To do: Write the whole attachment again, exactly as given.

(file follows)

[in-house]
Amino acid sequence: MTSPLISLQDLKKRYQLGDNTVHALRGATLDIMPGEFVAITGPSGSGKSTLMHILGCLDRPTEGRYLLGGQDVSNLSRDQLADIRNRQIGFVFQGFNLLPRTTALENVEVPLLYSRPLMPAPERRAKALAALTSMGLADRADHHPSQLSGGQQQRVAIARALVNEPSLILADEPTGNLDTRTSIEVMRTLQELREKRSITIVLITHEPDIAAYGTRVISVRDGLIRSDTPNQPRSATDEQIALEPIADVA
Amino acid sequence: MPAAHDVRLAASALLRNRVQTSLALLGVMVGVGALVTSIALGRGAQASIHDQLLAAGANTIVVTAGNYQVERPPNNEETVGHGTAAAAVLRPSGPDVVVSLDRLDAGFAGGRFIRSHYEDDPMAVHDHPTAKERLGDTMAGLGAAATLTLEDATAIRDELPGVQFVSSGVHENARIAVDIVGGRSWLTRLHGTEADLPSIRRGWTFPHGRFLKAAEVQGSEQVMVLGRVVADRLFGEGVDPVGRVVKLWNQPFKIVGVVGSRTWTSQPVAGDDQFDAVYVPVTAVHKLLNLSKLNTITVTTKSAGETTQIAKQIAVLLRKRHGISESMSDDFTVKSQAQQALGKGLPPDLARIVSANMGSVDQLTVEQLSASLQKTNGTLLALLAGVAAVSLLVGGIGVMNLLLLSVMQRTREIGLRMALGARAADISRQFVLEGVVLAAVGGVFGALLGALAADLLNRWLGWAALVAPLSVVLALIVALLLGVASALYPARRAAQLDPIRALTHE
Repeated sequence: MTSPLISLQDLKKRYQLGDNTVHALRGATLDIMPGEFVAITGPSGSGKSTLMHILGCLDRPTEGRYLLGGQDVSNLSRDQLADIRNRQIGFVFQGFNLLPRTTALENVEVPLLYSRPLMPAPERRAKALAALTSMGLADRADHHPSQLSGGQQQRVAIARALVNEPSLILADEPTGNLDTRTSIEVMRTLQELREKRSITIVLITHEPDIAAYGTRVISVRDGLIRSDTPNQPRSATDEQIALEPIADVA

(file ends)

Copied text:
[in-house]
Amino acid sequence: MTSPLISLQDLKKRYQLGDNTVHALRGATLDIMPGEFVAITGPSGSGKSTLMHILGCLDRPTEGRYLLGGQDVSNLSRDQLADIRNRQIGFVFQGFNLLPRTTALENVEVPLLYSRPLMPAPERRAKALAALTSMGLADRADHHPSQLSGGQQQRVAIARALVNEPSLILADEPTGNLDTRTSIEVMRTLQELREKRSITIVLITHEPDIAAYGTRVISVRDGLIRSDTPNQPRSATDEQIALEPIADVA
Amino acid sequence: MPAAHDVRLAASALLRNRVQTSLALLGVMVGVGALVTSIALGRGAQASIHDQLLAAGANTIVVTAGNYQVERPPNNEETVGHGTAAAAVLRPSGPDVVVSLDRLDAGFAGGRFIRSHYEDDPMAVHDHPTAKERLGDTMAGLGAAATLTLEDATAIRDELPGVQFVSSGVHENARIAVDIVGGRSWLTRLHGTEADLPSIRRGWTFPHGRFLKAAEVQGSEQVMVLGRVVADRLFGEGVDPVGRVVKLWNQPFKIVGVVGSRTWTSQPVAGDDQFDAVYVPVTAVHKLLNLSKLNTITVTTKSAGETTQIAKQIAVLLRKRHGISESMSDDFTVKSQAQQALGKGLPPDLARIVSANMGSVDQLTVEQLSASLQKTNGTLLALLAGVAAVSLLVGGIGVMNLLLLSVMQRTREIGLRMALGARAADISRQFVLEGVVLAAVGGVFGALLGALAADLLNRWLGWAALVAPLSVVLALIVALLLGVASALYPARRAAQLDPIRALTHE
Repeated sequence: MTSPLISLQDLKKRYQLGDNTVHALRGATLDIMPGEFVAITGPSGSGKSTLMHILGCLDRPTEGRYLLGGQDVSNLSRDQLADIRNRQIGFVFQGFNLLPRTTALENVEVPLLYSRPLMPAPERRAKALAALTSMGLADRADHHPSQLSGGQQQRVAIARALVNEPSLILADEPTGNLDTRTSIEVMRTLQELREKRSITIVLITHEPDIAAYGTRVISVRDGLIRSDTPNQPRSATDEQIALEPIADVA